Monday, August 18, 2014

My new Brother Wireless Printer (MCP-J470DW)

This post is unrelated to anything, just bantering.

This is my second wireless network printer. The setup was fairly easy, that is, easy if you DON'T follow the "quick setup guide" which is ridiculously confusing. After everything was working, I was having the occasional problem that almost every home network printer user knows about: the printer periodically goes off line. You could turn the printer off and on, or re-install the printer software, and it would go online, but the problem would still recur. I had this problem with the last printer, too, but at that point I was unaware that the solution is so blindingly simple. It is also stunning that the guidance that comes with these printers does not give you this information as standard instructions. And, evidently, almost every IT professional knows about this.
The solution?

Use a static IP address for the printer.

The technical explanation:
Usually, by default, your home network is set up to automatically assign IP addresses  to different devices on the network-- like computers, tablets, and network-enabled printers. This address is a unique identifier for all of the devices so that the router can communicate with each one separately. These "dynamic" addresses are assigned and reassigned periodically, as the devices come on and off the network. This process is called DHCP. The problem begins if the IP address for the printer changes, and is different than the one which was assigned when the printer software was installed on the computer. For whatever reason the printer software is "dumb" and the computer cannot track the printer at its new, changed IP address. When this happens the computer cannot see the printer and therefore thinks its disconnected. Restarting the printer or re-installing the software on the computer allows them to find each other again but the same problem will inevitably recur.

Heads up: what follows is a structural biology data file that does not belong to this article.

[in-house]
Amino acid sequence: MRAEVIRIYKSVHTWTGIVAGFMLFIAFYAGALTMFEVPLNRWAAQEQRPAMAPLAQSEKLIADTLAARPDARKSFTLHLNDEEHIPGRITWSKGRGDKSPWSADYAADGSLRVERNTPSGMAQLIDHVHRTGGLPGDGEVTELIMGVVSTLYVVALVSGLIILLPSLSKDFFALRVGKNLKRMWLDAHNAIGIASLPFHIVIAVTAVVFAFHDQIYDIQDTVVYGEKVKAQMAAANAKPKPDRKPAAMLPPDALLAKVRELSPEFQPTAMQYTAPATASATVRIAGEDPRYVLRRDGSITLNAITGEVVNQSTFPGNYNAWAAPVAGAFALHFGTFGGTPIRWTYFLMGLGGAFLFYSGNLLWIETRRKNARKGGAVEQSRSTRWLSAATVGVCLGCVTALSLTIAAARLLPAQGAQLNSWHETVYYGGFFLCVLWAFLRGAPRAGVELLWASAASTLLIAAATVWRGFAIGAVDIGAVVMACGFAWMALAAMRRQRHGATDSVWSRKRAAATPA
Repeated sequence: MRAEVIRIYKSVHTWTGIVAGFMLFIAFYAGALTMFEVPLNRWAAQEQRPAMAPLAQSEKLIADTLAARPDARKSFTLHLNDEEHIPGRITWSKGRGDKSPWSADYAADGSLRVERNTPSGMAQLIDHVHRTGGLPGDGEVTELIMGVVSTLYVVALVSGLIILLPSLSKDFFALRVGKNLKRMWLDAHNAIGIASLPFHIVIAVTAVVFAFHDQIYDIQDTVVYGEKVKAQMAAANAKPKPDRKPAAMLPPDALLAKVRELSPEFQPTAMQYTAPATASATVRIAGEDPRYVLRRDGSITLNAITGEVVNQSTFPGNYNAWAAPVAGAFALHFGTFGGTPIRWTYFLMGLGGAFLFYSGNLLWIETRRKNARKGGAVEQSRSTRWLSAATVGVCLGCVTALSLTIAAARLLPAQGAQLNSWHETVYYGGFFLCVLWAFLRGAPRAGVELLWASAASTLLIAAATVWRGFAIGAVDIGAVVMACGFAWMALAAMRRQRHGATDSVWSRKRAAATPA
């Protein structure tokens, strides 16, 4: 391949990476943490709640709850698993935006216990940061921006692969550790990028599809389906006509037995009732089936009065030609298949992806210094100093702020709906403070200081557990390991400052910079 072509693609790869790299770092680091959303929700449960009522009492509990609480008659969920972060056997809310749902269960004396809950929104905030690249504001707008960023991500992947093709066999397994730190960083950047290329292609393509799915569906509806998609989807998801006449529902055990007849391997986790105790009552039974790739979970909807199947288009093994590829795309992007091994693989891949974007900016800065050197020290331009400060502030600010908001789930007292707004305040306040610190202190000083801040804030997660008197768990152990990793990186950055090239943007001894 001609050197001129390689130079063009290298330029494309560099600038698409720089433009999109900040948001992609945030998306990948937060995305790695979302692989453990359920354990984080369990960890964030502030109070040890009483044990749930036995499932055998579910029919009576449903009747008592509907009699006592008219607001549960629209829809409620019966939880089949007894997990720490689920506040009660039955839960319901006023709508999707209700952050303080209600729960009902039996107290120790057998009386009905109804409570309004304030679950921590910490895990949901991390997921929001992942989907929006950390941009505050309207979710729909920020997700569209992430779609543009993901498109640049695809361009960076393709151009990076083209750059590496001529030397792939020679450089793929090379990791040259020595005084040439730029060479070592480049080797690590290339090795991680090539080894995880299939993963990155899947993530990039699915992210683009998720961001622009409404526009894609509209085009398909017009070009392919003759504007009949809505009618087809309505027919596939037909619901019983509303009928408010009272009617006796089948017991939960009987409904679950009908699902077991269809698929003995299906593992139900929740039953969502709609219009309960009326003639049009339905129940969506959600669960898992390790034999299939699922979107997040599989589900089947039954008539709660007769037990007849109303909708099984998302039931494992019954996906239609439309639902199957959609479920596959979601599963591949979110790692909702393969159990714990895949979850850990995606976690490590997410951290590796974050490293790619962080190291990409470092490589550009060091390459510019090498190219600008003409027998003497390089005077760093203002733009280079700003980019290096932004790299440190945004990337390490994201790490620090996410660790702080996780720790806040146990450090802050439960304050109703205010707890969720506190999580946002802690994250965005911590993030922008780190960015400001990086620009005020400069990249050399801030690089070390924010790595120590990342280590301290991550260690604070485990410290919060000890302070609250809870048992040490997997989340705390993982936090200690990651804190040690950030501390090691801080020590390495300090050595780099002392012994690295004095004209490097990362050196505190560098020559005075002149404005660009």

To prevent this from happening, you can use a static (permanent) IP address for the printer rather than a dynamic one. There are several ways of doing this, but the simplest way to accomplish this is the set it from the printer itself. Depending on your make and model this is done from the front panel of the machine or from the printer web interface which you access from a browser. You have to pick an IP outside the range of the DHCP which you router uses. You don't need to make any changes to the router, but you may need to check the router settings (via the web interface) to see what your DHCP range is. Make sure that the subnet (the first 3 parts of the IP address) are the same as the IPs assigned by DHCP, but the last part (after the 3rd dot) can be any number above the range up to 254. You enter this IP into the printer settings, and set "static" as the method for IP assignment. In Brother printers, this is found under the "network-->TCP/IP" menu.
After doing this, restart the printer and the computers, and you should be good to go.
The printer will remain online, because the computer always knows where to find the printer.

Why don't manufacturers include this basic information in the instructions? I am sure the countless hours of frustration and technical support calls are made because of offline printers.

Sunday, July 13, 2014

An Open Letter to the People of Gaza (and to their supporters)

What has already not been said about our conflict? We accuse you of terrorism and wanting to throw us into the sea, and you have endless grievances against the Zionist "occupation" and the blockade of Gaza.